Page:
“The scariest moment was a near capsize. A freak wave turned the boat on its side and a second one slammed into the side before I could recover. The boat fell several metres into a trough that had been created and the boat took on lots of water. When I came to, I was no longer on my seat. I was lying on the deck with water up to my chest and the boat was half submerged. I was furiously bailing water from the deck, it was so frightening.”

Duncan hasn’t completed a challenge like this before: “Living on the very edge of life and death is something I had only heard about in books and film before this experience, but it’s those moments that make you feel most alive,” Duncan explained. “Adrenaline, along with a primal urge for survival, take over and the ride is completely addictive.”

Beating boredom at sea

The view from a fundraising mission to row the atlantic for GOSH
After Andy left the challenge, we wondered what Duncan did to keep himself entertained: “I had an mp3 player but I couldn't use it while rowing except on very calm days, which were rare to say the least. I mainly used the mp3 player to block out the sounds of the ocean slamming in to the boat at night when I had to catch a precious few hours of sleep. I do admit that I sang sometimes.”

Living at sea for two and half months meant Duncan had to create a new sleeping and eating routine: “I usually slept for about four to five hours in every 24-hour period. I was so tired when it came to sleeping that I didn’t struggle to nod off, despite sleeping on a nearly solid floor in a tiny rocking boat.

“My food was all dried and in army rations. Each ration is around 800 to 1,000 calories and I would eat five or six every day. We had to carry all our food on board so couldn’t take much. When you’re that hungry, anything tastes fine,” Duncan said.

Motivational messages

Keeping yourself motivated during a solo Atlantic crossing is important. We asked Duncan how he did it: I would mainly think about what I was going to do when I got home, and all the foods I would eat. The sea was rarely calm enough for my mind to wander too far.

“The support of my friends and family was invaluable, I received regular text messages from people at home that I knew would be waiting on the other side.”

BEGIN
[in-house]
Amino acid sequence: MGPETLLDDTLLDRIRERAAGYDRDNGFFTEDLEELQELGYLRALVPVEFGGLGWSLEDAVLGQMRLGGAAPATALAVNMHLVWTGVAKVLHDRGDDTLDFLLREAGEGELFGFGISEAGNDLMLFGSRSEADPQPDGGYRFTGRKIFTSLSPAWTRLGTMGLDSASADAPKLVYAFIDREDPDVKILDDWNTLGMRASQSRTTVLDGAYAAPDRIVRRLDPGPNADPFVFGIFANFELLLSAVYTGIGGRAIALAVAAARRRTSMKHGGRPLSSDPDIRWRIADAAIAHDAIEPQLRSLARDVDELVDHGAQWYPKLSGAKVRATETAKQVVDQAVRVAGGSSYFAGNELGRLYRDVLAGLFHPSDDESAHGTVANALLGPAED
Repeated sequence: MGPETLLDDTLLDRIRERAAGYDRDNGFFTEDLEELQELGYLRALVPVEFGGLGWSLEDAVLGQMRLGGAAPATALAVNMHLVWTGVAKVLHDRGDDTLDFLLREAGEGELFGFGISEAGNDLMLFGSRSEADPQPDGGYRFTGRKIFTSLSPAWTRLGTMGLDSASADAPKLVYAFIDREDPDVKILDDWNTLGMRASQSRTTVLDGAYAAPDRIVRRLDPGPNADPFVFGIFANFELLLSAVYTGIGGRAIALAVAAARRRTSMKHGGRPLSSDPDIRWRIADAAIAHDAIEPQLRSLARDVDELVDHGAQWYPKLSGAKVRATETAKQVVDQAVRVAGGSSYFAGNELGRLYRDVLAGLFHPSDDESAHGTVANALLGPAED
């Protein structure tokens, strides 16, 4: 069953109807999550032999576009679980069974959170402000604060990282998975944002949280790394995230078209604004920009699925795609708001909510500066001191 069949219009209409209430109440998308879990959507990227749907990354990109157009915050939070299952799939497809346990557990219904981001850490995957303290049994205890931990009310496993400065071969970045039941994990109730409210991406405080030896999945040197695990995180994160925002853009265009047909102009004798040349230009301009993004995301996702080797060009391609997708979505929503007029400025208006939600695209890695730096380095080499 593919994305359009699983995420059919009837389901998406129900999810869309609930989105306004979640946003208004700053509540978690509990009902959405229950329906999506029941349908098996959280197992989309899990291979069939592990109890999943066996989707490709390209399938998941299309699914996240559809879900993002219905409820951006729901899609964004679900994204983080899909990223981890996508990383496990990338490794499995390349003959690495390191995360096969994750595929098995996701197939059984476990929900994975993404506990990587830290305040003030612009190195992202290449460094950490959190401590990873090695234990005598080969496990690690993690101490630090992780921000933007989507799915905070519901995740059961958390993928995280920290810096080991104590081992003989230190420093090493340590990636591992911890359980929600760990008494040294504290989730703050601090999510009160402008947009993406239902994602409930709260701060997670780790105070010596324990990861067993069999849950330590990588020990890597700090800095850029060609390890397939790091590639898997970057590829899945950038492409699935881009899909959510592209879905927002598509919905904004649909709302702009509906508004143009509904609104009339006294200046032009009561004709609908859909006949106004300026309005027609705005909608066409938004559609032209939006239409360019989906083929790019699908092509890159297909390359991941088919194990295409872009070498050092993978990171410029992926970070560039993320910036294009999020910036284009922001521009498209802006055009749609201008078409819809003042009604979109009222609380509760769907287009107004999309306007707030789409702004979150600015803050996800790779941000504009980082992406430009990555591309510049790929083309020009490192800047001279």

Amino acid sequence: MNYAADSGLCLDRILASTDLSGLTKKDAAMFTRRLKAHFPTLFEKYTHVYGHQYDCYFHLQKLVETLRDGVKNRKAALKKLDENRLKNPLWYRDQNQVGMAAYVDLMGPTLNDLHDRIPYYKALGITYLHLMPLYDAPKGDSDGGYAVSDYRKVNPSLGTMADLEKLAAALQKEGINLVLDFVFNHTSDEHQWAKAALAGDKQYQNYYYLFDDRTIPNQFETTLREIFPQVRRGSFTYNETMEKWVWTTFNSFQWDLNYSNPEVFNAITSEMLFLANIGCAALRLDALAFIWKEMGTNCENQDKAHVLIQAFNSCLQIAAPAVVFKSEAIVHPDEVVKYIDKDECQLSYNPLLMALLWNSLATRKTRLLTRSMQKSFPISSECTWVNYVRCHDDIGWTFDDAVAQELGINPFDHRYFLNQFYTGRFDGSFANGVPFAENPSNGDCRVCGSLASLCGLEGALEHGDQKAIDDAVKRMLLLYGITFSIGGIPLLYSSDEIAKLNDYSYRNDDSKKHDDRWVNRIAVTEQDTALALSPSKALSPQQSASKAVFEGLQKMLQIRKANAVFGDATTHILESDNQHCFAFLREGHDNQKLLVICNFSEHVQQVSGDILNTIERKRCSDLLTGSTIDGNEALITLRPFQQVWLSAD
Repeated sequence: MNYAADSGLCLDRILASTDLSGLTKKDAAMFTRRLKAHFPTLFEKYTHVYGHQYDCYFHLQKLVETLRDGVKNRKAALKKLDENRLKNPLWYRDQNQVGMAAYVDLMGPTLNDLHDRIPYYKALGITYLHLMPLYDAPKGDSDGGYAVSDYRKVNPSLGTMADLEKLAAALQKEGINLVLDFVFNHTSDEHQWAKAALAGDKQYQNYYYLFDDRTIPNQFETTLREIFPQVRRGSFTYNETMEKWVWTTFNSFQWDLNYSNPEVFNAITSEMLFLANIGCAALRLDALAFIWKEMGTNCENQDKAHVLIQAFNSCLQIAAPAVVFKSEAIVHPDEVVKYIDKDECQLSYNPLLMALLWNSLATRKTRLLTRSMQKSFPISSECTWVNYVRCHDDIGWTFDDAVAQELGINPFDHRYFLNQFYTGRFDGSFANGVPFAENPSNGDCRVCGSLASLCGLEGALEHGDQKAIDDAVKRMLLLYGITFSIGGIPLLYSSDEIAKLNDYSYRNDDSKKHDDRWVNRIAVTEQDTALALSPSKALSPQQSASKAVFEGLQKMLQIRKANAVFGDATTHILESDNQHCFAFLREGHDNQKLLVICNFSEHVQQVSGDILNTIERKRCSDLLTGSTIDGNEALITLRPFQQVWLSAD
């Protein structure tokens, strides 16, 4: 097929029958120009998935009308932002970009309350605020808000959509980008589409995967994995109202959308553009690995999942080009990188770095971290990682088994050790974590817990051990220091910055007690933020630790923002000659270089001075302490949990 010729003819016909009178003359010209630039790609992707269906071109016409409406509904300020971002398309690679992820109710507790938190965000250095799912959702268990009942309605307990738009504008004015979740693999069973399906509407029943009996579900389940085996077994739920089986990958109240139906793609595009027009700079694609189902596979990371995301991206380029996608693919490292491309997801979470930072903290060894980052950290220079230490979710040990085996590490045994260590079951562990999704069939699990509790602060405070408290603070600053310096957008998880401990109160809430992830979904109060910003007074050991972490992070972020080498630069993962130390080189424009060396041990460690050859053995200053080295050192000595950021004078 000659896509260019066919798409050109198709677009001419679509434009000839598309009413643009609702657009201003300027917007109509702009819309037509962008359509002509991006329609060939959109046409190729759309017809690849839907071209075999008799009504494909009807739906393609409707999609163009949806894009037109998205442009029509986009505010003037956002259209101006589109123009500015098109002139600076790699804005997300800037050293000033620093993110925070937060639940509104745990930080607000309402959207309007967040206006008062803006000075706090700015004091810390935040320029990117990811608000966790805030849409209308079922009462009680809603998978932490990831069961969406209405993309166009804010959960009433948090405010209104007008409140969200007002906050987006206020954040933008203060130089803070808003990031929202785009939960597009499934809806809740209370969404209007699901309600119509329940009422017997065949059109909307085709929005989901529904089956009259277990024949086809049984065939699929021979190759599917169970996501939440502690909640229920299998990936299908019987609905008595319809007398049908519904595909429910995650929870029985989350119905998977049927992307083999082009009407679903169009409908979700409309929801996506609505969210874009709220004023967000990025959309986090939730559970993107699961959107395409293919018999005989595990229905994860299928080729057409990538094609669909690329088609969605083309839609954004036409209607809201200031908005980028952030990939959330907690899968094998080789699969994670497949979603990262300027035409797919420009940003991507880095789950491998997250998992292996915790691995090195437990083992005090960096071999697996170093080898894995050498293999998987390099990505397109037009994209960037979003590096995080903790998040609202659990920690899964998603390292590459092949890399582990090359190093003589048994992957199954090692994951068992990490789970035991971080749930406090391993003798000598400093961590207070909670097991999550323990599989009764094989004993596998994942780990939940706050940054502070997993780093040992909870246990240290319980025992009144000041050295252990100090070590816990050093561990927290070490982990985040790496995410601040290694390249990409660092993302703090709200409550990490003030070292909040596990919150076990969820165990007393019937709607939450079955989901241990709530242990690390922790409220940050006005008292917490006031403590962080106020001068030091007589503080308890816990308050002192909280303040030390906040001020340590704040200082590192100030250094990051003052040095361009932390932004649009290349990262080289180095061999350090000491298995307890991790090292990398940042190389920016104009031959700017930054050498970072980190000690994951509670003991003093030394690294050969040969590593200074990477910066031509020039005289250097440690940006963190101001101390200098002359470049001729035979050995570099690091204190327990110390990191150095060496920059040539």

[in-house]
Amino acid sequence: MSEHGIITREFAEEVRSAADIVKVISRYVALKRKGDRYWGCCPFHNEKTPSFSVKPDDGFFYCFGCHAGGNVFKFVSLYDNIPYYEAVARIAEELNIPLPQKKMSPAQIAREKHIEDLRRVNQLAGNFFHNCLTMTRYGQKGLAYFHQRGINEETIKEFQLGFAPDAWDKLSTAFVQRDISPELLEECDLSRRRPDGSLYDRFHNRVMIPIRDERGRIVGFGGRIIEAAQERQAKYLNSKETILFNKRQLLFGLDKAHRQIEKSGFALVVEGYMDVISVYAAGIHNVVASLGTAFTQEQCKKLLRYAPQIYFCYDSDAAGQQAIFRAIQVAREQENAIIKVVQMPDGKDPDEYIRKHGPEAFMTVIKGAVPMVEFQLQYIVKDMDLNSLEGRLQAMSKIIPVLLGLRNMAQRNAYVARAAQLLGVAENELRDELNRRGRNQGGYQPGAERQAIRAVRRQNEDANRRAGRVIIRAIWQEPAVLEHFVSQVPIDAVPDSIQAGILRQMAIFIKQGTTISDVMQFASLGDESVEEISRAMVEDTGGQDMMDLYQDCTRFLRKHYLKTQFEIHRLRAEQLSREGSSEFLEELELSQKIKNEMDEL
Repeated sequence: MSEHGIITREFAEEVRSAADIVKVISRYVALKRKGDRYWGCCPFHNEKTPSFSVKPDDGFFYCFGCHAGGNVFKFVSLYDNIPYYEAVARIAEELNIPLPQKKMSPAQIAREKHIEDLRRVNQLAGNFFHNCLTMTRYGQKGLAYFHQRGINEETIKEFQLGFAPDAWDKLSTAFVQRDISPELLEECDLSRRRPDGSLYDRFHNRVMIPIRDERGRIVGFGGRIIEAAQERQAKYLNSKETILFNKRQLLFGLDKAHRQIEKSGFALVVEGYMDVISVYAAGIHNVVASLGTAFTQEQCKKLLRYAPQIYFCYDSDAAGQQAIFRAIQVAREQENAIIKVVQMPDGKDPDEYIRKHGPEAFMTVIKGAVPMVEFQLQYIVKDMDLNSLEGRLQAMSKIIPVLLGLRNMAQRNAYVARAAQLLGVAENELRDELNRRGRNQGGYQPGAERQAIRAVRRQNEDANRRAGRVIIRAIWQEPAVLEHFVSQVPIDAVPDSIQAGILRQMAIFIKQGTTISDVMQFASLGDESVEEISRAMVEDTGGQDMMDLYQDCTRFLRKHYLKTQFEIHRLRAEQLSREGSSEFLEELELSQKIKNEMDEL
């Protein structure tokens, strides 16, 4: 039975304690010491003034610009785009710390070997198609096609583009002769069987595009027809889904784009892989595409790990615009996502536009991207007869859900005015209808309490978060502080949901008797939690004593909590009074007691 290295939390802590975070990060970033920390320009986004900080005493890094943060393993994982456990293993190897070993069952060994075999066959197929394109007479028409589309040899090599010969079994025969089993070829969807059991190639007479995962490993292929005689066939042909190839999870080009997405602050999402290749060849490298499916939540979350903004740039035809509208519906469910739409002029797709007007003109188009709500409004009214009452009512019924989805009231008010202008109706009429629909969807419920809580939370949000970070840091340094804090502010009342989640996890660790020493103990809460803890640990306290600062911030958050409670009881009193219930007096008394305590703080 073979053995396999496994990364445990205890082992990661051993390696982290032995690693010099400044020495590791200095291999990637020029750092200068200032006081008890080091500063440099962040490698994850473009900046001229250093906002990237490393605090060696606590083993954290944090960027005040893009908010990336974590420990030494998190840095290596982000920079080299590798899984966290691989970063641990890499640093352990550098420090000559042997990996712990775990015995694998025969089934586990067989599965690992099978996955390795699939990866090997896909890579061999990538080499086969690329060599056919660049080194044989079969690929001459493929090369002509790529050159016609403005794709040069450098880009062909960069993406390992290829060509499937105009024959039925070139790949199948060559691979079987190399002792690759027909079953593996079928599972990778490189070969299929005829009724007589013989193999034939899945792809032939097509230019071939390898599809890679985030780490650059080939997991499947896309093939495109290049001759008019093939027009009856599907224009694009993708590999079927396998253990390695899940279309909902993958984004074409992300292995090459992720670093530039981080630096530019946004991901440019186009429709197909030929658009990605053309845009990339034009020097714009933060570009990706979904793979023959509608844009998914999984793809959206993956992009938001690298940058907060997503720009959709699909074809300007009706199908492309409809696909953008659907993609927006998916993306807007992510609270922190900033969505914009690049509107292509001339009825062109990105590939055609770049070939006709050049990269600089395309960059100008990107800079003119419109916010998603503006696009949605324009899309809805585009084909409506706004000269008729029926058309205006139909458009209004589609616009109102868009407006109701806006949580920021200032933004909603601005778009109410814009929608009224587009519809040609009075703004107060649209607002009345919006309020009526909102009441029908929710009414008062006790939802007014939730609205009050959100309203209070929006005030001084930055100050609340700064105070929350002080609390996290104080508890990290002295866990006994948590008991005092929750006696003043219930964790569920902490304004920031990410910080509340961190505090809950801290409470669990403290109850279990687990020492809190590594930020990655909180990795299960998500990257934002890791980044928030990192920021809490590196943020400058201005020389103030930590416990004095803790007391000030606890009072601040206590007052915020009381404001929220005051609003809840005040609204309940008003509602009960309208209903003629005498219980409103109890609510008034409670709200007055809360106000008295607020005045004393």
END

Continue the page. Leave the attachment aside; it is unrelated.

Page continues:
Making waves

“I saw so many dolphins and flying fish. The scariest animals we saw were huge squid. They were not too scary in daylight but at night they became bioluminescent, they would follow the boat. We would catch flickers of them as they shot about in the black water.

“One of my most memorable moments was an enormous wave I saw, perhaps it was more of a swell. In the middle of the ocean a swell isn’t limited by anything so they grow so easily. All of a sudden it dawned on me that I was rising up and up and I could see so far, down into a valley easily miles wide, created by a 40-metre-high wave."

Home comforts

Fundraise Duncan with his family in Scotland
“I thought about some really random things while I was rowing. I really wanted to buy an ice cream maker, I did as soon as I got home. I missed my girlfriend, my mum’s cooking and my own bed. All of it seems glorious when you’ve been rowing for 15 hours a day with scorching heat and no more than two 30-minute breaks.

We asked Duncan what fundraising challenge he would do next: “I’d like to go to the North and South Pole. To stand on the very top and very bottom of the planet would be amazing. It’ll be a while yet though, but whatever happens, GOSH will know about it.

If you’d like to organise your own fundraising challenge to raise vital funds for the patients and families at Great Ormond Street Hospital, call 020 3841 3131.